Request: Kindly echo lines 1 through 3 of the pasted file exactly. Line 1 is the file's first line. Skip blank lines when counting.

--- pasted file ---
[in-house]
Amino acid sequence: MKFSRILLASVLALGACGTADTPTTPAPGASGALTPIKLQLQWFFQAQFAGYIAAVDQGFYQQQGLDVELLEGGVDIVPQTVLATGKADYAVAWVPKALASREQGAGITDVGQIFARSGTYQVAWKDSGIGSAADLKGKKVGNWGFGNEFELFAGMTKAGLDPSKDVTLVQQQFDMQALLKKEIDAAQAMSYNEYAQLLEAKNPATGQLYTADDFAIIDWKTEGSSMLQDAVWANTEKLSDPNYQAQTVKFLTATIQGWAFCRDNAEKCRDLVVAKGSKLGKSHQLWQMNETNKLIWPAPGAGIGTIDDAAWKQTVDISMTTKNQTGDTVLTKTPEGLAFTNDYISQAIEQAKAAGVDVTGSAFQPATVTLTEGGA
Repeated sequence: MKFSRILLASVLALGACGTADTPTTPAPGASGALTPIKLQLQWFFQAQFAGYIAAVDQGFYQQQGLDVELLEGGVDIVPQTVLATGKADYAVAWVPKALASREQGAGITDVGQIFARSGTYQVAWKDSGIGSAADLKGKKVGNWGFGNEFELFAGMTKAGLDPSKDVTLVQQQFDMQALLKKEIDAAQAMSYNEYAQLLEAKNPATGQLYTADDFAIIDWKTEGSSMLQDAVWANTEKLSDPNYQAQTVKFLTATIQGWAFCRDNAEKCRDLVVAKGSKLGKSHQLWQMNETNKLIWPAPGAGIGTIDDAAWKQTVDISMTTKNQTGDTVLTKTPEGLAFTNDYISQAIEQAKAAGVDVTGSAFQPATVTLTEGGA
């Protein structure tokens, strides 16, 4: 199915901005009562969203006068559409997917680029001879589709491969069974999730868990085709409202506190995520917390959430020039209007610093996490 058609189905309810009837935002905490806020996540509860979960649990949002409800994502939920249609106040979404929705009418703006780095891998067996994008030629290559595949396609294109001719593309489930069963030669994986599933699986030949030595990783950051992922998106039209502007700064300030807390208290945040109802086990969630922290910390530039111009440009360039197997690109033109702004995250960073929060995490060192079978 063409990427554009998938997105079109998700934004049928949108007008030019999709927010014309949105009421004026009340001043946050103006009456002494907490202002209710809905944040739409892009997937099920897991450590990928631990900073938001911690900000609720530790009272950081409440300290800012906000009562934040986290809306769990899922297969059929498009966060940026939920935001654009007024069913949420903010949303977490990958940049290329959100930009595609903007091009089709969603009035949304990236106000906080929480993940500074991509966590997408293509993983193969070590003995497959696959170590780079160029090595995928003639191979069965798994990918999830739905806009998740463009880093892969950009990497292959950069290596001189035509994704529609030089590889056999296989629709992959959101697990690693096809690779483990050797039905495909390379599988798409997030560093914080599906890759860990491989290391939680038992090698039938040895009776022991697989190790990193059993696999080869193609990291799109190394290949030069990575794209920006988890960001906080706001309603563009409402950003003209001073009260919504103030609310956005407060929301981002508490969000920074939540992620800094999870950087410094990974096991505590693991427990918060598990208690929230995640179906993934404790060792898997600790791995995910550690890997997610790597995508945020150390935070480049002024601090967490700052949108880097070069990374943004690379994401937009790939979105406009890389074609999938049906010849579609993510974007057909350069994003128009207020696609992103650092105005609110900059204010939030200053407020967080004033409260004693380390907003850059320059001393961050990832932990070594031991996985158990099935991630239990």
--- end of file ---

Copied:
[in-house]
Amino acid sequence: MKFSRILLASVLALGACGTADTPTTPAPGASGALTPIKLQLQWFFQAQFAGYIAAVDQGFYQQQGLDVELLEGGVDIVPQTVLATGKADYAVAWVPKALASREQGAGITDVGQIFARSGTYQVAWKDSGIGSAADLKGKKVGNWGFGNEFELFAGMTKAGLDPSKDVTLVQQQFDMQALLKKEIDAAQAMSYNEYAQLLEAKNPATGQLYTADDFAIIDWKTEGSSMLQDAVWANTEKLSDPNYQAQTVKFLTATIQGWAFCRDNAEKCRDLVVAKGSKLGKSHQLWQMNETNKLIWPAPGAGIGTIDDAAWKQTVDISMTTKNQTGDTVLTKTPEGLAFTNDYISQAIEQAKAAGVDVTGSAFQPATVTLTEGGA
Repeated sequence: MKFSRILLASVLALGACGTADTPTTPAPGASGALTPIKLQLQWFFQAQFAGYIAAVDQGFYQQQGLDVELLEGGVDIVPQTVLATGKADYAVAWVPKALASREQGAGITDVGQIFARSGTYQVAWKDSGIGSAADLKGKKVGNWGFGNEFELFAGMTKAGLDPSKDVTLVQQQFDMQALLKKEIDAAQAMSYNEYAQLLEAKNPATGQLYTADDFAIIDWKTEGSSMLQDAVWANTEKLSDPNYQAQTVKFLTATIQGWAFCRDNAEKCRDLVVAKGSKLGKSHQLWQMNETNKLIWPAPGAGIGTIDDAAWKQTVDISMTTKNQTGDTVLTKTPEGLAFTNDYISQAIEQAKAAGVDVTGSAFQPATVTLTEGGA